Author: Editor - Finance Top Stories

Mortgage Rates Stabilize Ahead of Next Week’s Big Fed Announcement

Mortgage rates were steady to slightly lower on average today, confirming the end of a somewhat abrupt correction from last week’s 2017 lows.  In other words, rates rose quickly during the first days of the week and spent the last 3 days leveling off.  To put “abrupt” in context and reiterate yesterday’s thoughts, the worst case scenario would be an eighth of a percentage point higher in rate from last week.  That’s $14/month on a $200k loan.  We’ve certainly seen worse weeks day, but only 2 of them were in 2017. The flat momentum at the end of this week isn’t too likely to stick around next week.  The Fed will (probably) make a landmark announcement that confirms the start of its balance sheet reduction efforts.  This means slightly less bond-buying each month, and could put upward pressure on rates.  Financial markets are widely expecting that, however, and the Fed has already fully mapped out its game-plan for the program.  So the bigger impact to rates would come from any updates to the Fed’s forecasts or the verbiage in the policy statement. With the most recent major development for mortgage rates being a bounce at the lowest levels of the year, it makes more sense to stay on guard against upward pressure until and unless we see renewed momentum toward lower rates. Loan Originator Perspective Another non-descript day in bond markets...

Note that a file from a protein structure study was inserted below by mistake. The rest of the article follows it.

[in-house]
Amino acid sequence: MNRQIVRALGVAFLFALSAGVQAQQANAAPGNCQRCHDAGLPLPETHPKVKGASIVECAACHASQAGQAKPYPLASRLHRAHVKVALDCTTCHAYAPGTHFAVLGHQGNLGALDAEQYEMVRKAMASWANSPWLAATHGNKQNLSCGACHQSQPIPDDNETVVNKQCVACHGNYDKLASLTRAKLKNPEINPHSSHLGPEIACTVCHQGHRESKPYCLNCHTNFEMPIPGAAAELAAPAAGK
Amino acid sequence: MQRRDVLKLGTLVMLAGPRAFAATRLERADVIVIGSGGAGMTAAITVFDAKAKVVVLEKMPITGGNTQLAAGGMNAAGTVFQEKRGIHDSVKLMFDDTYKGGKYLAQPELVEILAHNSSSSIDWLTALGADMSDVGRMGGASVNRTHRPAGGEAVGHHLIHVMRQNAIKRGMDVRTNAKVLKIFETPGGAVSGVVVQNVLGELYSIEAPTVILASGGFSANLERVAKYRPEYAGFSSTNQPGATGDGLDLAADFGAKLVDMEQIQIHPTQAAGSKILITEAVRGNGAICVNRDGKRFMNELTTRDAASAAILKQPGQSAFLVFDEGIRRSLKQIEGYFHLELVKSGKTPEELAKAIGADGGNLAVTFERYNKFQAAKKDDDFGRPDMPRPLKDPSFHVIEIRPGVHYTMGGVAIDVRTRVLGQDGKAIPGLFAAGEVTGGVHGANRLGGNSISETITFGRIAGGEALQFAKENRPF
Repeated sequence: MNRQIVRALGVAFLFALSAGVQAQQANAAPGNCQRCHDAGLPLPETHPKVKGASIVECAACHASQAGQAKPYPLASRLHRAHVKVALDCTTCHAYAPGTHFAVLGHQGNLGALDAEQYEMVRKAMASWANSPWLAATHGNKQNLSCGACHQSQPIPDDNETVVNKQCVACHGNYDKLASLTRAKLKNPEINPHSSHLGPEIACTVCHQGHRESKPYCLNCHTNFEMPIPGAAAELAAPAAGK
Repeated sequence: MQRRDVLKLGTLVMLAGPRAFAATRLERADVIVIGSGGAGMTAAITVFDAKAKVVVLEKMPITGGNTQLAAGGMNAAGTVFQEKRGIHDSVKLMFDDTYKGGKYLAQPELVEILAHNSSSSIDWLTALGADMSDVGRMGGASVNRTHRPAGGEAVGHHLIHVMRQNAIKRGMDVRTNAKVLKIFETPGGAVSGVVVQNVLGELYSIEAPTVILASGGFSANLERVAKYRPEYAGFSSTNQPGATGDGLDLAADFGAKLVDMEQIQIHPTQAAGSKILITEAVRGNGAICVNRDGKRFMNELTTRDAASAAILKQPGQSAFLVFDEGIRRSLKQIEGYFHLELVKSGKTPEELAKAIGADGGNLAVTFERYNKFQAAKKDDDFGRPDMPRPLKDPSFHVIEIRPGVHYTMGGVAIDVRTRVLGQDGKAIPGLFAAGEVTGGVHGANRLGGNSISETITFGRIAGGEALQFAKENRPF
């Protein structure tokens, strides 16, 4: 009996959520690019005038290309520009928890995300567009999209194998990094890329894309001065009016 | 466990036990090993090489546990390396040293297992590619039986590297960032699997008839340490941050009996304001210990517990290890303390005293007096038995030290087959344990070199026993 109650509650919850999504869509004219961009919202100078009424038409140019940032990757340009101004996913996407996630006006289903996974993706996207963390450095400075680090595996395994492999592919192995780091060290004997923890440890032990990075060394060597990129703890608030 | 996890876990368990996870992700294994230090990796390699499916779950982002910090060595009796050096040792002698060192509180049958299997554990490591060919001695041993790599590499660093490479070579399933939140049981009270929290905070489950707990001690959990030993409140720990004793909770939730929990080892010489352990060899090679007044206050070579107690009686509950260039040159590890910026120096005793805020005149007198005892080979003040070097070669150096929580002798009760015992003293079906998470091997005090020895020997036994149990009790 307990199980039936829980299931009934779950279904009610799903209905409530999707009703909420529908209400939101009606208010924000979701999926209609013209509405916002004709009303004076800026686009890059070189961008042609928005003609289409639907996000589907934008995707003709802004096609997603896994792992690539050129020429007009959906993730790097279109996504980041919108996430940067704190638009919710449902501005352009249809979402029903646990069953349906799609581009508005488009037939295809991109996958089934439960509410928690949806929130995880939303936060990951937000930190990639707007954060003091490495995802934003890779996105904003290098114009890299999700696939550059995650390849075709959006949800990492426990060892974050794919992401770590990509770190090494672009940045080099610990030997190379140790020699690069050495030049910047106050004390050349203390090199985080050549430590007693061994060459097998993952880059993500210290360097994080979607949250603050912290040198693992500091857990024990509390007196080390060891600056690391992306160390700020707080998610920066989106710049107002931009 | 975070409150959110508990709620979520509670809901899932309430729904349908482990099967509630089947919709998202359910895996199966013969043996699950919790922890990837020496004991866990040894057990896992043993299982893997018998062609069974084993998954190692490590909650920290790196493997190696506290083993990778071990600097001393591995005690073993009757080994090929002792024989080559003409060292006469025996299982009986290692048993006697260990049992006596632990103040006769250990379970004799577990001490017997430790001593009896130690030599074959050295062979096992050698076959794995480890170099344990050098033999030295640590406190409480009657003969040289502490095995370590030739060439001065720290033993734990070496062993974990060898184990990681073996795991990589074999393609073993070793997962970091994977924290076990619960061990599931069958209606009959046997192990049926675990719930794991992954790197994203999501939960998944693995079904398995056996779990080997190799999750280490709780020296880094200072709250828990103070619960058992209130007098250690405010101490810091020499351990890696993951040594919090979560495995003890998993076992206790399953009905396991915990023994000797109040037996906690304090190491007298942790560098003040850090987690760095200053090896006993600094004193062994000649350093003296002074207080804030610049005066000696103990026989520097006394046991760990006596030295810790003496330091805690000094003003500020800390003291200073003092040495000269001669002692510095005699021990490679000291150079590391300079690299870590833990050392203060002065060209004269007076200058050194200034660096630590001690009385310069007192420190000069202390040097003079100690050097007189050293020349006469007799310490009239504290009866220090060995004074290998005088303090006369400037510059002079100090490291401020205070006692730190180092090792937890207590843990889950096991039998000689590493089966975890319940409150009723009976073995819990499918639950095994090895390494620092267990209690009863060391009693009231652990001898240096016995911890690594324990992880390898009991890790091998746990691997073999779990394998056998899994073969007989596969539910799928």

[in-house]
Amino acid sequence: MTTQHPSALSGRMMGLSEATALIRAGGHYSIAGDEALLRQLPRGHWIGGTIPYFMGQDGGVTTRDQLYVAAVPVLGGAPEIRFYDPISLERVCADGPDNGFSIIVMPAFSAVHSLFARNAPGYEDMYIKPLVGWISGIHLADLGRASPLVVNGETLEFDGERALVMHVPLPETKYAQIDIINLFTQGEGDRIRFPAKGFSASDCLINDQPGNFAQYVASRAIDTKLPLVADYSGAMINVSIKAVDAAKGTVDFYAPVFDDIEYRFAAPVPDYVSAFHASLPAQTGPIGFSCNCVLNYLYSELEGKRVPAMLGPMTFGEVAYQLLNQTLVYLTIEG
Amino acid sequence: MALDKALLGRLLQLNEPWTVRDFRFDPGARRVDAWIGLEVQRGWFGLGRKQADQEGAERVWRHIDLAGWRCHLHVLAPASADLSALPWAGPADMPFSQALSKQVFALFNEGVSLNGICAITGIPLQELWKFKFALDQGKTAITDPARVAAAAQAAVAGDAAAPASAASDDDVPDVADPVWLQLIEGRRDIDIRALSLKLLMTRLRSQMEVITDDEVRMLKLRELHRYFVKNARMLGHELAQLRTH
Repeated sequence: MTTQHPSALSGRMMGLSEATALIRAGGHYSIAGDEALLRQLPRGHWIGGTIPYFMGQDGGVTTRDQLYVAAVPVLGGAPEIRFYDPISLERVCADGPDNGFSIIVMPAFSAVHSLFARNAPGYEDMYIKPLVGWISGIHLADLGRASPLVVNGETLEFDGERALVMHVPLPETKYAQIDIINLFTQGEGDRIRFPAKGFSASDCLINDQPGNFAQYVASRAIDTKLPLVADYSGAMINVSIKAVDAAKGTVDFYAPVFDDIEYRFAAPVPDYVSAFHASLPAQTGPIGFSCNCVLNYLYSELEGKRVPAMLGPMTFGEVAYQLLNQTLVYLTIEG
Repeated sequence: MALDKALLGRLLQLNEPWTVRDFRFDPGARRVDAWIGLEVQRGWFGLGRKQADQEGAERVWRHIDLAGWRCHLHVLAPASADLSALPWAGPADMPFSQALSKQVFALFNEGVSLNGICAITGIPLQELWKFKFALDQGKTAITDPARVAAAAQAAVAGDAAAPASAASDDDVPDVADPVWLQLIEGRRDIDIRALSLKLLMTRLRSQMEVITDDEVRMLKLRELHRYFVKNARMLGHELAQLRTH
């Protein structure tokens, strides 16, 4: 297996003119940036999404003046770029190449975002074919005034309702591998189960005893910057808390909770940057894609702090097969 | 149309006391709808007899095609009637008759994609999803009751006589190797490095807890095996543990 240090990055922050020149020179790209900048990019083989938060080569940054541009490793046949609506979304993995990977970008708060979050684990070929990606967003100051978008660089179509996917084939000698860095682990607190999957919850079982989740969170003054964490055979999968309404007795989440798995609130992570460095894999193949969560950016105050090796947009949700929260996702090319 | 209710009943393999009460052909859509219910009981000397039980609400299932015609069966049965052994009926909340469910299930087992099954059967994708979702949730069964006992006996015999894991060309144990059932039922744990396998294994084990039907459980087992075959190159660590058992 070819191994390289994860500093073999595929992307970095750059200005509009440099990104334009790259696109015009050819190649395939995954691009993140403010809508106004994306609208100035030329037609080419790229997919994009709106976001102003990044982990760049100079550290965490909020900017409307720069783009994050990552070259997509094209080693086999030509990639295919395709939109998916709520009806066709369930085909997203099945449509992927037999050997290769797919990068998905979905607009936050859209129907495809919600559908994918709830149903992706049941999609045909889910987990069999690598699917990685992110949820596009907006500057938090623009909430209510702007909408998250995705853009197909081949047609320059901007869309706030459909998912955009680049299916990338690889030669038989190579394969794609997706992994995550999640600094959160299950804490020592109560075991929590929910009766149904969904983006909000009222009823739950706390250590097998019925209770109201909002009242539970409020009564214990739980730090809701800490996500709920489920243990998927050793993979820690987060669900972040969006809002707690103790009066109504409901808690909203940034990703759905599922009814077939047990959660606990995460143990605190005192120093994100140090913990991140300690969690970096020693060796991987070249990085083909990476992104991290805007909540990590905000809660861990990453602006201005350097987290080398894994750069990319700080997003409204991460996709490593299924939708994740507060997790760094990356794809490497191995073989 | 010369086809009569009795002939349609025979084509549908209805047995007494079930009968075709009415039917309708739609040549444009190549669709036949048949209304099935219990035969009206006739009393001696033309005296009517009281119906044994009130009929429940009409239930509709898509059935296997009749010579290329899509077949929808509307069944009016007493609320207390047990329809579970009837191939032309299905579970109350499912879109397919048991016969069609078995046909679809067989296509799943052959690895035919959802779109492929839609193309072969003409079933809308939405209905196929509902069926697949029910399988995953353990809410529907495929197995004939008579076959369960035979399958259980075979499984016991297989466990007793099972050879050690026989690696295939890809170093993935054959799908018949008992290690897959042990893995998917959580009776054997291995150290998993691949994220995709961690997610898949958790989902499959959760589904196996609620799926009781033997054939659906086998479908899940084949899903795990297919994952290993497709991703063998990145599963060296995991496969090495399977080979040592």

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Mortgage Rates at 3-Week Highs